• Leading in a Complex World
  • Forming and Leading Teams
  • Leader as a Facilitator
  • Working Well with Stakeholders
  • Leading Organizational Change

In addition to the above topics, fellows also inventoried stresses in their personal and professional lives that inhibited performance and effective team leadership. M&B presented mindfulness as a tool for focusing on the present moment, while not reacting to all the stressors that enter our daily lives. Participants were led through a 10-minute guided meditation.

Deliverables:
Each fellow was tasked with creating an individual “leadership development plan” and a “project plan” to implement throughout the five month program. Projects were identified based on actual opportunities and challenges within the workplace. In between sessions, fellows worked with their supervisors and teams to reach clear and measurable results with their projects during the 5-month program.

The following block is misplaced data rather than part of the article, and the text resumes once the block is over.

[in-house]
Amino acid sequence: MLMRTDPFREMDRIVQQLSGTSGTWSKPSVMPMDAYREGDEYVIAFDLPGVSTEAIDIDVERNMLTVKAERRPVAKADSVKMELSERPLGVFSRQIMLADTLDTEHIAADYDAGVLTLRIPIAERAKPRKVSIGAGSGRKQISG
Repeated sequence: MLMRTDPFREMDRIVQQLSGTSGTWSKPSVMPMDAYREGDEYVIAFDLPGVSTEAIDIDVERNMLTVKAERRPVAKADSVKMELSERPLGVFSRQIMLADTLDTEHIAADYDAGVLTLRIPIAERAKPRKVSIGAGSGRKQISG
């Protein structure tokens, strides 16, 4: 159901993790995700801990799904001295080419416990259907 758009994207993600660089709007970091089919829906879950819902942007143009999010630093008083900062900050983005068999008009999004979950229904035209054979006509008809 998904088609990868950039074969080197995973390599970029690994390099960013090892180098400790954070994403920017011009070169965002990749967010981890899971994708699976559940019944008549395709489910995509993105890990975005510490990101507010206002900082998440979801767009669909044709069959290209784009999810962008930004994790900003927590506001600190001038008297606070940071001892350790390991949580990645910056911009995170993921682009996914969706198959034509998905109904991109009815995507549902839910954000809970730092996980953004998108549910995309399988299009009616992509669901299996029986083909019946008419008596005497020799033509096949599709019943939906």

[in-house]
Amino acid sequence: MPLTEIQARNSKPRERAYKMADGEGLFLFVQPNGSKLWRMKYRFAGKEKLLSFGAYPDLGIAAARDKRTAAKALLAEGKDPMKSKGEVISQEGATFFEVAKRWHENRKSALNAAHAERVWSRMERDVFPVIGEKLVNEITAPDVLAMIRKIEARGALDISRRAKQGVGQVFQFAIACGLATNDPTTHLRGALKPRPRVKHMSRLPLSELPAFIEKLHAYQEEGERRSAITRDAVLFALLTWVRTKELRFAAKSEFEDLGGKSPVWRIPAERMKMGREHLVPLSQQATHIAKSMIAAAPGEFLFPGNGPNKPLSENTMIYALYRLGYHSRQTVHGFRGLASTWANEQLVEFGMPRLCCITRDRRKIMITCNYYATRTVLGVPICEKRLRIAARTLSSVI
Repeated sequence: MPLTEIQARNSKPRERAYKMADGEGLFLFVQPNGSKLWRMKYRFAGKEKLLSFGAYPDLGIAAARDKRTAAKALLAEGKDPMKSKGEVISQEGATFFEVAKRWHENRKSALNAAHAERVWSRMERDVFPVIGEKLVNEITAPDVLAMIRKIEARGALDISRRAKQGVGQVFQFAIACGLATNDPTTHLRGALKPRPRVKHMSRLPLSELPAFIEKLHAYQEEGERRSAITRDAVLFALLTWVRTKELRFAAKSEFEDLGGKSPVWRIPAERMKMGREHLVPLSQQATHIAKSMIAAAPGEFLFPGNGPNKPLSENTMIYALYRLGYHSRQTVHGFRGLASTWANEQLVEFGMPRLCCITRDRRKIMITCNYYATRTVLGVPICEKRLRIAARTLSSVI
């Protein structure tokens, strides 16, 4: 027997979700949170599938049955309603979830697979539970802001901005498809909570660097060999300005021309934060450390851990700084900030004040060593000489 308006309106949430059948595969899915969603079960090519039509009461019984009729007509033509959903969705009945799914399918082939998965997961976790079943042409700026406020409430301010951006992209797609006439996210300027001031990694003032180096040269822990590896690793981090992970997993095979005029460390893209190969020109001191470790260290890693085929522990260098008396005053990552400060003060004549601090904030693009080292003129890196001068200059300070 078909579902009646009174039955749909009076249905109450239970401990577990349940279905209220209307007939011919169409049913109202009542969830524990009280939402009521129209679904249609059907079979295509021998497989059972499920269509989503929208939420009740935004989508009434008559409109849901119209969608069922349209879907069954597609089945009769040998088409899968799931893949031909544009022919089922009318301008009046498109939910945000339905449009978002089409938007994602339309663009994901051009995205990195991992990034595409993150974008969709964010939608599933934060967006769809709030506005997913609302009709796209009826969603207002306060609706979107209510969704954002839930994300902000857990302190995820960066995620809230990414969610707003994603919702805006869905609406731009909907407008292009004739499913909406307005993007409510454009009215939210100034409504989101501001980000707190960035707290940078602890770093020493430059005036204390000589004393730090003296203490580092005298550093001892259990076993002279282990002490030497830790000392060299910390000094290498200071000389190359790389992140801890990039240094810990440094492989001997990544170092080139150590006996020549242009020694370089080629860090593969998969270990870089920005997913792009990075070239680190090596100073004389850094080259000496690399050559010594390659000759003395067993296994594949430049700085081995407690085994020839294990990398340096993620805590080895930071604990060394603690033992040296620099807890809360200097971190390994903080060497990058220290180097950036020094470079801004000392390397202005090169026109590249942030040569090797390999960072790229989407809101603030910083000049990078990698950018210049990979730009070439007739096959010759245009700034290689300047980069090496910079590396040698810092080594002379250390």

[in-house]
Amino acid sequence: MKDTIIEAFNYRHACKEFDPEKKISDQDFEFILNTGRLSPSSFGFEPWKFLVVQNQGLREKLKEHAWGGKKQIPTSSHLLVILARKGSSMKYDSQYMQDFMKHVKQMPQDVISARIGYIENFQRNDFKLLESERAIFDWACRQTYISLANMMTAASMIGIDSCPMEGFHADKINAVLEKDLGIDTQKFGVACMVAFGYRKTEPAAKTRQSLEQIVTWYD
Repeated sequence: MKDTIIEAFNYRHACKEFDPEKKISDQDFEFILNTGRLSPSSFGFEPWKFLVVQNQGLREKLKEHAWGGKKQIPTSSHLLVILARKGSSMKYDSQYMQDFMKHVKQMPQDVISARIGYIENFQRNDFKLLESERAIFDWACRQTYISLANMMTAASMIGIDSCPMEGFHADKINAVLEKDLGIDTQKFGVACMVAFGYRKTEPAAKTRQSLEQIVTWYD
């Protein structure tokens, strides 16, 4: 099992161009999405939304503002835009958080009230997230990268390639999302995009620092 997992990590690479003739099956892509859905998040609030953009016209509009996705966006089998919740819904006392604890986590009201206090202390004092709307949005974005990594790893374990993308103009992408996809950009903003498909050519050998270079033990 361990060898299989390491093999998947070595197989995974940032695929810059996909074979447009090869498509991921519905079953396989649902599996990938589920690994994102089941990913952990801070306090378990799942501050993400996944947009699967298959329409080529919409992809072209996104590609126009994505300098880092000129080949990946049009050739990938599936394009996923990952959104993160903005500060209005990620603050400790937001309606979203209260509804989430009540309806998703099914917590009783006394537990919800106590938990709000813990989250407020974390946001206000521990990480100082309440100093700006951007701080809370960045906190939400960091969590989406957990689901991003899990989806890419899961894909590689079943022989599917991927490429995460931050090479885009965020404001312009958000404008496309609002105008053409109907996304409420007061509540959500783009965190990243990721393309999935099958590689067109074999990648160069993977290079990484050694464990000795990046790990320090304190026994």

Organizations around the world will spend $US3,300 per hire (Forbes, 2013) on recruiting yet spend just a few hundred dollars, a small fraction, on the equally important task of setting up their teams for success.

Mostly the on-boarding process focuses on socializing people into an organization’s, culture, learning “how we do things around here”. But often the process requires the new arrival to adopt the organization’s identity while downplaying their own, which can be “psychologically depleting” (Cable, Gino & Staats, 2013).

This “don’t rock the boat” approach may be ideal for firms in slow moving backwaters of the world economy, but in a rapidly changing world it is an organization replenishment opportunity foregone.